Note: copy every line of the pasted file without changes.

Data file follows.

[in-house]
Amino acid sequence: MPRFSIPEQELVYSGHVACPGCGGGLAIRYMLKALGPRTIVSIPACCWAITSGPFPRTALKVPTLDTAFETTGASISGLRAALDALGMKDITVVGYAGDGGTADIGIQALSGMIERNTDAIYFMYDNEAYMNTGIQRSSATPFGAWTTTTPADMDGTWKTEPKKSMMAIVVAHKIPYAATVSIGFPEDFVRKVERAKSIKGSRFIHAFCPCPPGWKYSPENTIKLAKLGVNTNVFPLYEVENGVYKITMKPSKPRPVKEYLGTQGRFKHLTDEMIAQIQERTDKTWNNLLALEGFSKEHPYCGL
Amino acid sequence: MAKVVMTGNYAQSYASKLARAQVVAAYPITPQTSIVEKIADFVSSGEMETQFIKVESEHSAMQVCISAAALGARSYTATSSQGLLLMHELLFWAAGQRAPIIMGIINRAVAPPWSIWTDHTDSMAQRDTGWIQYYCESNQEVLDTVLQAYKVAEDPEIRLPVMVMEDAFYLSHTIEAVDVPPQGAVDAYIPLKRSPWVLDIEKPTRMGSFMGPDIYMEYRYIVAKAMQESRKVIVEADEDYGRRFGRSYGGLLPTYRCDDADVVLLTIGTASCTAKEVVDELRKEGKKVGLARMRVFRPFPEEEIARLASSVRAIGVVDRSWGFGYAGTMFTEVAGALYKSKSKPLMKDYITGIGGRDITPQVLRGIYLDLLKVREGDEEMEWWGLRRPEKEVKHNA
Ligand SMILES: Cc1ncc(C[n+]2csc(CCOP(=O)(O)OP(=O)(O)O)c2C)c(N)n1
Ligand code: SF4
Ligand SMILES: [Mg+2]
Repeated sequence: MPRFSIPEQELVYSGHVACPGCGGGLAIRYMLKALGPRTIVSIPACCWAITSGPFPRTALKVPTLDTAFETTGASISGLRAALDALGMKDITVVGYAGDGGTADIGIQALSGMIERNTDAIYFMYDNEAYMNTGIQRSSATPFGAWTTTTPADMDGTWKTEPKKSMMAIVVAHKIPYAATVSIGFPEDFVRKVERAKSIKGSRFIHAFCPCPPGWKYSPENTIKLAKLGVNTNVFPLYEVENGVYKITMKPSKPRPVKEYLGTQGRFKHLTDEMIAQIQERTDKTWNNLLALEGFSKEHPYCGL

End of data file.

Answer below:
[in-house]
Amino acid sequence: MPRFSIPEQELVYSGHVACPGCGGGLAIRYMLKALGPRTIVSIPACCWAITSGPFPRTALKVPTLDTAFETTGASISGLRAALDALGMKDITVVGYAGDGGTADIGIQALSGMIERNTDAIYFMYDNEAYMNTGIQRSSATPFGAWTTTTPADMDGTWKTEPKKSMMAIVVAHKIPYAATVSIGFPEDFVRKVERAKSIKGSRFIHAFCPCPPGWKYSPENTIKLAKLGVNTNVFPLYEVENGVYKITMKPSKPRPVKEYLGTQGRFKHLTDEMIAQIQERTDKTWNNLLALEGFSKEHPYCGL
Amino acid sequence: MAKVVMTGNYAQSYASKLARAQVVAAYPITPQTSIVEKIADFVSSGEMETQFIKVESEHSAMQVCISAAALGARSYTATSSQGLLLMHELLFWAAGQRAPIIMGIINRAVAPPWSIWTDHTDSMAQRDTGWIQYYCESNQEVLDTVLQAYKVAEDPEIRLPVMVMEDAFYLSHTIEAVDVPPQGAVDAYIPLKRSPWVLDIEKPTRMGSFMGPDIYMEYRYIVAKAMQESRKVIVEADEDYGRRFGRSYGGLLPTYRCDDADVVLLTIGTASCTAKEVVDELRKEGKKVGLARMRVFRPFPEEEIARLASSVRAIGVVDRSWGFGYAGTMFTEVAGALYKSKSKPLMKDYITGIGGRDITPQVLRGIYLDLLKVREGDEEMEWWGLRRPEKEVKHNA
Ligand SMILES: Cc1ncc(C[n+]2csc(CCOP(=O)(O)OP(=O)(O)O)c2C)c(N)n1
Ligand code: SF4
Ligand SMILES: [Mg+2]
Repeated sequence: MPRFSIPEQELVYSGHVACPGCGGGLAIRYMLKALGPRTIVSIPACCWAITSGPFPRTALKVPTLDTAFETTGASISGLRAALDALGMKDITVVGYAGDGGTADIGIQALSGMIERNTDAIYFMYDNEAYMNTGIQRSSATPFGAWTTTTPADMDGTWKTEPKKSMMAIVVAHKIPYAATVSIGFPEDFVRKVERAKSIKGSRFIHAFCPCPPGWKYSPENTIKLAKLGVNTNVFPLYEVENGVYKITMKPSKPRPVKEYLGTQGRFKHLTDEMIAQIQERTDKTWNNLLALEGFSKEHPYCGL